To negotiate fair price for the assets of the company before merger with or acquisition by another company;
To issue shares to existing shareholders;
To get fair market value of assets, in case of sale and leaseback transaction;
When the company intends to take a loan from banks/financial institutions by mortgaging its fixed assets;
Sale of an individual asset or group of assets; and
To decrease the leverage ratio (the ratio of debt to equity).
Is revaluation mandatory under IFRS?
In IFRS, the accounting for fixed assets is covered as provided in IAS 16 ‘Property, Plant and Equipment’ (PPE). Apart from usual definition of key terminologies related with PPEs and the presentation and disclosure requirements, the standard specifies the recognition criteria and initial and subsequent measurements of PPEs. Whether to revalue PPEs or not is a question of subsequent measurement.
As per IAS 16, PPEs are initially (upon recognition) measured at cost. The most common malpractice in Ethiopia, however, is the meaning we associate with ‘cost’. Most accountants in Ethiopia consider cost to be only invoice price. Yet, it goes far beyond that, including all costs that are directly attributable to the acquisition and/or construction of the asset until it is made readily available for use. It even includes certain borrowing costs and future costs of dismantling the asset and site restoration.
IAS 16 permits the choice of two alternative treatments in respect of subsequent measurement of PPEs:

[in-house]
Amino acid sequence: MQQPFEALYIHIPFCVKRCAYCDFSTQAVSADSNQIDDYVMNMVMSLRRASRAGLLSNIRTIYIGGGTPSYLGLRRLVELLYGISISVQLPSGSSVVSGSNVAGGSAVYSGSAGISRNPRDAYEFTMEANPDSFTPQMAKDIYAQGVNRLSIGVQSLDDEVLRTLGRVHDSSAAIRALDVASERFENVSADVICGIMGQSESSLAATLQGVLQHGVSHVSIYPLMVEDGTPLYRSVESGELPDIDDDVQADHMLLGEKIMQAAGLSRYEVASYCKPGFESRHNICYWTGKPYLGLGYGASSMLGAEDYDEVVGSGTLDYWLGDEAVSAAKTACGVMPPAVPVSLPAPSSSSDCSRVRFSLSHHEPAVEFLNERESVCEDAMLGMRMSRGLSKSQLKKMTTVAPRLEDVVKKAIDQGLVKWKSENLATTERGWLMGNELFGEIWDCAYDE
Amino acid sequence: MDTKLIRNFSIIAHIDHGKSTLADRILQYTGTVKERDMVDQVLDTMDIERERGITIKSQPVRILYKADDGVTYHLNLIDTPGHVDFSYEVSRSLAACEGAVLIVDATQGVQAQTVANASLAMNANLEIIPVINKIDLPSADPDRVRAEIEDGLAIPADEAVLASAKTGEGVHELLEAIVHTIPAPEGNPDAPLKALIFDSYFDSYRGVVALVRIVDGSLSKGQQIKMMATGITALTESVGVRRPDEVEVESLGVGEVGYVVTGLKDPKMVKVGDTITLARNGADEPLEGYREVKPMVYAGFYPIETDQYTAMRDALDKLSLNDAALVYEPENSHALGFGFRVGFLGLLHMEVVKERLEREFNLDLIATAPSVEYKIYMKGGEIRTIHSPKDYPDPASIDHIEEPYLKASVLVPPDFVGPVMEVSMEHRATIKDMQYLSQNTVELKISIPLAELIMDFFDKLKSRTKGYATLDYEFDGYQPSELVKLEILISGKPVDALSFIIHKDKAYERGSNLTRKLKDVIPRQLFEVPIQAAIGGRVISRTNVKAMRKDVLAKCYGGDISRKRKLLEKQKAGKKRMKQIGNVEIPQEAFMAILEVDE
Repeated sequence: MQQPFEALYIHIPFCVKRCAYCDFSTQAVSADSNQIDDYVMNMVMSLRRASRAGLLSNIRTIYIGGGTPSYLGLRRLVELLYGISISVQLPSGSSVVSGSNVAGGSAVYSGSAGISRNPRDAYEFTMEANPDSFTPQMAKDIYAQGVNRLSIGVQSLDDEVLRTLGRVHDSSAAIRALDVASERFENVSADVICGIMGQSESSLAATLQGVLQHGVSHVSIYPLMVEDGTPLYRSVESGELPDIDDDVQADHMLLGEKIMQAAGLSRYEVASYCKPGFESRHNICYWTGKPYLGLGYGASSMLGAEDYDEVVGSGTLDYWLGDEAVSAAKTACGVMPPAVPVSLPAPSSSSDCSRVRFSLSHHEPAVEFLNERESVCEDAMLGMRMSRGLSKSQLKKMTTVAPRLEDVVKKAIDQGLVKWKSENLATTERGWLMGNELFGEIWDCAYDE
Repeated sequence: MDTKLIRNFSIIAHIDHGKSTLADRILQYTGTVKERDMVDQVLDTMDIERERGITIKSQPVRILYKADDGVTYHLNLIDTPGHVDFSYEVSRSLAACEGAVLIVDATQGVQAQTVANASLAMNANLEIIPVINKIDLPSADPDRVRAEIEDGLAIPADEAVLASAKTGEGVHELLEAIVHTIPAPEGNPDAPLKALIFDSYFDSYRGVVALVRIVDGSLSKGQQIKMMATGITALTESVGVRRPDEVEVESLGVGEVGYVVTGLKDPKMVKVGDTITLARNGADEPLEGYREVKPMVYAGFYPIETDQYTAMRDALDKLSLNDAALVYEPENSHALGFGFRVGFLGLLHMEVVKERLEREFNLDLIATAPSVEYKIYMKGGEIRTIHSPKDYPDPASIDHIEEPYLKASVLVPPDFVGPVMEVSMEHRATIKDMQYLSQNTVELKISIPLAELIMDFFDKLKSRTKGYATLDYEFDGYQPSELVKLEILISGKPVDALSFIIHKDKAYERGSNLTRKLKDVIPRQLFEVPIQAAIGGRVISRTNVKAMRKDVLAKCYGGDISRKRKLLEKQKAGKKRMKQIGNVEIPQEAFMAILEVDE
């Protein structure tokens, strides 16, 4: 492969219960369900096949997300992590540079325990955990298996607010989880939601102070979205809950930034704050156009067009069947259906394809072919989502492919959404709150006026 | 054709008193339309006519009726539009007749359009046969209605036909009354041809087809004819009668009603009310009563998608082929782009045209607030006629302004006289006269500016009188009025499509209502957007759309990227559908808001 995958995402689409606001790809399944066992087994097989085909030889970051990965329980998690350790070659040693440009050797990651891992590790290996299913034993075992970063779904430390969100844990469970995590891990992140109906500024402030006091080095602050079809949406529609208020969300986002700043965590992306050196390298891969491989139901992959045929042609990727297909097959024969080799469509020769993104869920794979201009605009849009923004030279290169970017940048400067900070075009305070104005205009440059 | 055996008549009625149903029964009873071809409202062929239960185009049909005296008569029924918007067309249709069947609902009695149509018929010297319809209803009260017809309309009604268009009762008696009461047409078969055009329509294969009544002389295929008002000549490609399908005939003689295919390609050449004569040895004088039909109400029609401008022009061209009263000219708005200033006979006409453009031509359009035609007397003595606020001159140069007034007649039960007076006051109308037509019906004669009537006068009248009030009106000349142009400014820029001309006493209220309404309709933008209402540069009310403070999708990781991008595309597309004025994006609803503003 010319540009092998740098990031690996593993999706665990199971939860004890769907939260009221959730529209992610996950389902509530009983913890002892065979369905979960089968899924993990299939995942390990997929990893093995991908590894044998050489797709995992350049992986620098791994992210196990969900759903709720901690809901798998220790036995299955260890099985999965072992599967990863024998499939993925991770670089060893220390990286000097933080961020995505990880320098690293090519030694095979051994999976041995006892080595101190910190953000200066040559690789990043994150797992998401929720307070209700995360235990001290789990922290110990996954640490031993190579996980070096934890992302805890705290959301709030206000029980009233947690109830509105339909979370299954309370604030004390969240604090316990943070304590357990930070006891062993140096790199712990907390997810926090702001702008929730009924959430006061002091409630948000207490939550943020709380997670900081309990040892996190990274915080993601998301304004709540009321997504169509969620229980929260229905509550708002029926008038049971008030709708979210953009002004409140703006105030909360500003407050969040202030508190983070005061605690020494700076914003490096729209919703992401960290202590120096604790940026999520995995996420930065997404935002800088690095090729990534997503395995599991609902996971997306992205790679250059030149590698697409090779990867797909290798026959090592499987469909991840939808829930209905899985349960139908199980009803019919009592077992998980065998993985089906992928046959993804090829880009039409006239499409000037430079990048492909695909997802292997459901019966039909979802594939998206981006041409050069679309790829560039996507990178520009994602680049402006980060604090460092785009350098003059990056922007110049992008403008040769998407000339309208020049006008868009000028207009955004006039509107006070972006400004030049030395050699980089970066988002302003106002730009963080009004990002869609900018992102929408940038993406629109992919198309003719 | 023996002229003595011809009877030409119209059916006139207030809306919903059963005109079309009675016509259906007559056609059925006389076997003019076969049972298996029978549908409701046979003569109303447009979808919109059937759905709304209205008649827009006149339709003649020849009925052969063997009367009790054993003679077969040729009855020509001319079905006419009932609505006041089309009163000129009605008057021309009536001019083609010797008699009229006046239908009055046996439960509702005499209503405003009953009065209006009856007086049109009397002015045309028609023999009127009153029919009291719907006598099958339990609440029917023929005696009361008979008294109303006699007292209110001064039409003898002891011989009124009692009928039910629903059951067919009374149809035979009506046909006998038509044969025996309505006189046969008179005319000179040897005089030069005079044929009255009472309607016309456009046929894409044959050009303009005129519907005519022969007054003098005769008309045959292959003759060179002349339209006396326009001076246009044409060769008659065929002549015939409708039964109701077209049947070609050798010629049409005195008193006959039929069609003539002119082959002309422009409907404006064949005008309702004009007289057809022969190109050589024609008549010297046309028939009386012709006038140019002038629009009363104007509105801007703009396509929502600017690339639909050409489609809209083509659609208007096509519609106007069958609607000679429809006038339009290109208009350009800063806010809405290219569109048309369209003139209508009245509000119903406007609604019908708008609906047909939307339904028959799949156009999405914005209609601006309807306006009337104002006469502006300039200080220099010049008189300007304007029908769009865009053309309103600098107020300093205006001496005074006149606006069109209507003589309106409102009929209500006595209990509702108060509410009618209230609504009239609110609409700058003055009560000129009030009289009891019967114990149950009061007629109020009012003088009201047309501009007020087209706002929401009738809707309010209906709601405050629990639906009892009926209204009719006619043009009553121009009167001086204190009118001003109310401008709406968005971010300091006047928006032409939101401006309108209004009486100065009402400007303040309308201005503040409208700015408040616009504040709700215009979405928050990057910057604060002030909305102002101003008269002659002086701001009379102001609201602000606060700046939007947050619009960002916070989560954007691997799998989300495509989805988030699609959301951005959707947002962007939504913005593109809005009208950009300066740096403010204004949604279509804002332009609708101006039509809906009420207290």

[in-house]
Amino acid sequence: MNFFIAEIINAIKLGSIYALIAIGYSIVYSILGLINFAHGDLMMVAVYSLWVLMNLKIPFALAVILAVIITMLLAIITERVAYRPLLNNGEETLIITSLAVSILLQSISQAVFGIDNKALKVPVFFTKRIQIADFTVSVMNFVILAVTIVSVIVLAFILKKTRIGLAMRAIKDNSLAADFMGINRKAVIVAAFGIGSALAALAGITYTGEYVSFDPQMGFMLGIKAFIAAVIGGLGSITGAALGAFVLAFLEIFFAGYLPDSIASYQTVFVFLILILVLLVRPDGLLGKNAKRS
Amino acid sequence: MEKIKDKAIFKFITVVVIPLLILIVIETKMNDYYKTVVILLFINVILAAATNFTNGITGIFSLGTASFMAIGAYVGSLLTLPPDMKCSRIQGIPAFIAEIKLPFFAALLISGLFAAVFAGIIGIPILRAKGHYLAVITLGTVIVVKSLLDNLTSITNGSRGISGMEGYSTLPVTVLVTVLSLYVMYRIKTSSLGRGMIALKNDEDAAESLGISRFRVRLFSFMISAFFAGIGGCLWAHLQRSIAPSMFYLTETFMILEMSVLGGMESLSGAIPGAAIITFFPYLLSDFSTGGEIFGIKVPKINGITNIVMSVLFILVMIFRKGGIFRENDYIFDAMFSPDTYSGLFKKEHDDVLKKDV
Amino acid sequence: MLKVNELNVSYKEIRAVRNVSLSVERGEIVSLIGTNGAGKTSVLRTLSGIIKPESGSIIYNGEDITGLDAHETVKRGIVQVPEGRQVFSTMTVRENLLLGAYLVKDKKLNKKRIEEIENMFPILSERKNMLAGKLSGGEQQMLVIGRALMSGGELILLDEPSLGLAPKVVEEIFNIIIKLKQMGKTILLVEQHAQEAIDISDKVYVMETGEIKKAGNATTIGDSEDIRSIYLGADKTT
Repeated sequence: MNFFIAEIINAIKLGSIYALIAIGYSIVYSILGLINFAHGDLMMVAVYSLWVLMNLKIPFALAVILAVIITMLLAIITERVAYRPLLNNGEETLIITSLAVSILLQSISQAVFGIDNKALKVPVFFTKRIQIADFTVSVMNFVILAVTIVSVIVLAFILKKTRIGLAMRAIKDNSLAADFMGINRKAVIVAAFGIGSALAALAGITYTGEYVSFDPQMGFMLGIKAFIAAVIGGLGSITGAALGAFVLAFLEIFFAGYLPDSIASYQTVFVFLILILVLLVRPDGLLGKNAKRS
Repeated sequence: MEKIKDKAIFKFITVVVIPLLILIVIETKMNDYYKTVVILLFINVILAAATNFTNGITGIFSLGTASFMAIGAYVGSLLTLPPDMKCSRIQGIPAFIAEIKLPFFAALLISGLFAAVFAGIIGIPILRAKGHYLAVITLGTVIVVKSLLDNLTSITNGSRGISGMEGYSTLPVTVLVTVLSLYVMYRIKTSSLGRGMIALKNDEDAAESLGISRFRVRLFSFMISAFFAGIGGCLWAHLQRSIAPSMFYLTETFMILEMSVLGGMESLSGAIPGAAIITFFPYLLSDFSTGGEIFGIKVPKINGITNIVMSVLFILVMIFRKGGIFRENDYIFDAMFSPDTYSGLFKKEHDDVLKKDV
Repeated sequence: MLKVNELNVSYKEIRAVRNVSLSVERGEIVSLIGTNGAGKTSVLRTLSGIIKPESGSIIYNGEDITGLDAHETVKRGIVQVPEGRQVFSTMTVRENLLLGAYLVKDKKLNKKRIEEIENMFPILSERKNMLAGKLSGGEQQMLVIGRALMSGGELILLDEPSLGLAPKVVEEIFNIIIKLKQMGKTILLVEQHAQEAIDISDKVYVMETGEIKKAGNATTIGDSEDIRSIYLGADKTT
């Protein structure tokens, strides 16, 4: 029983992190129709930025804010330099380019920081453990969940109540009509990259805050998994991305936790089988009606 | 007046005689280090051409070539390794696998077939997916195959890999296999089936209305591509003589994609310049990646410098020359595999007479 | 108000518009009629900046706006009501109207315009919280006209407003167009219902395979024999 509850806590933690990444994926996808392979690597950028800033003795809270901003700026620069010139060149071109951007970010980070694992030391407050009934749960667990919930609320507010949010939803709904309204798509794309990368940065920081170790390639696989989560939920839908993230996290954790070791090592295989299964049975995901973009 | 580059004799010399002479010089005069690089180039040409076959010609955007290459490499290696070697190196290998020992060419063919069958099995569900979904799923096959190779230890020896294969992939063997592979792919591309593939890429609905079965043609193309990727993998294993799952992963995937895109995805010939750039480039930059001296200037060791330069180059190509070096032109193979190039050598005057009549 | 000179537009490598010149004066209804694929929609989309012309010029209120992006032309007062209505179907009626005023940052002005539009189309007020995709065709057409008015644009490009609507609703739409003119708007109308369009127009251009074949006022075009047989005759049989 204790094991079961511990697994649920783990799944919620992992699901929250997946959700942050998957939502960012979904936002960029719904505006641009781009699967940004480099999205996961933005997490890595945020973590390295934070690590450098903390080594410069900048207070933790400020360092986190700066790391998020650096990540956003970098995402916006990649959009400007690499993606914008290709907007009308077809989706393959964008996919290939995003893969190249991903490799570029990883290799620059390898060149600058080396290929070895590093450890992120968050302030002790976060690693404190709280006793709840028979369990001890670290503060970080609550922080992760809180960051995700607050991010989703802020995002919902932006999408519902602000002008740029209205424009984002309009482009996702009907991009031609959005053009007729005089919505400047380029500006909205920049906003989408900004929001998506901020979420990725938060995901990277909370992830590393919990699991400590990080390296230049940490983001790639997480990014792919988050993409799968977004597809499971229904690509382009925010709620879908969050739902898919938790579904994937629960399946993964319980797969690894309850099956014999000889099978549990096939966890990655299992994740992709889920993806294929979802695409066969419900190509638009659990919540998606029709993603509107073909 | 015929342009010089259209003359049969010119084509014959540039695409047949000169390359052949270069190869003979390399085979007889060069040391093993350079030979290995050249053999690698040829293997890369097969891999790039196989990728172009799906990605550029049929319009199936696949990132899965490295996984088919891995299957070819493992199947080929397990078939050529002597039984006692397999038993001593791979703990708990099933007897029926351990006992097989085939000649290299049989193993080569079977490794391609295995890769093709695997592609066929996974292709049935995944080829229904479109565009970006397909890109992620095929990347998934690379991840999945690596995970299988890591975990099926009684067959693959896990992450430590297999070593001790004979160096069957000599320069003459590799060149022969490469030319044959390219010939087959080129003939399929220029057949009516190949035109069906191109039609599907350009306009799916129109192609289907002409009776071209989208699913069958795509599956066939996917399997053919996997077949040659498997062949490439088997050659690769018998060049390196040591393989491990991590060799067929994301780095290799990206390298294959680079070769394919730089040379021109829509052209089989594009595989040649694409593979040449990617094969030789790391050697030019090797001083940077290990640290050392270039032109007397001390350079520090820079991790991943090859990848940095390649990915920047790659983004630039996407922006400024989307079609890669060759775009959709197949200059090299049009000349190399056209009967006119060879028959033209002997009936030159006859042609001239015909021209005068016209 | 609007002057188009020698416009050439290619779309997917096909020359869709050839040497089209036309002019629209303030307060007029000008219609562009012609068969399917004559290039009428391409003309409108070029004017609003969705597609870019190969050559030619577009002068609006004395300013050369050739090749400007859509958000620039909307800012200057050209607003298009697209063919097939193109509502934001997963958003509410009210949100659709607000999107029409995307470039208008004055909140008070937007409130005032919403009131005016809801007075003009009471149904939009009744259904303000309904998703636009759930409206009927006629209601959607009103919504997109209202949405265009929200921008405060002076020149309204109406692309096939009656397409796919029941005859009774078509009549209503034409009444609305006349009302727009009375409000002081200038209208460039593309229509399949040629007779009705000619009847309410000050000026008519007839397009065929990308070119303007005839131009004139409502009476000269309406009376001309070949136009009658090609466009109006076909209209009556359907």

The cost model (carry an asset at cost less accumulated depreciation/impairments); or
The revaluation model (carry an asset at its fair value at the revaluation date less subsequent accumulated depreciation and accumulated impairment).
Hence, revaluation of PPE as per IFRS is an accounting policy choice, never mandatory.
However, the key to note is the provision and guidance of IAS 8 re choice of accounting policy. Accounting policy shall be chosen not arbitrarily, not because it is simple or requires lesser cost, but because it is believed that the chosen alternative results in relevant and reliable financial information to be used by readers of the financial statements to make informed decisions.
Therefore, we revalue PPEs in Ethiopia not because the adoption of IFRS compels us, rather because the ever sky rocketing costs of acquiring and/or constructing PPEs, coupled by accelerated depreciation rates (to conform with the tax laws) used by most reporting entities, leaves us no option, but to revalue voluntarily (at least for major classes of PPEs such as buildings, motor vehicles and machineries, if not necessarily for all) so that our financial reports will show those relevant and reliable financial information the users so desire.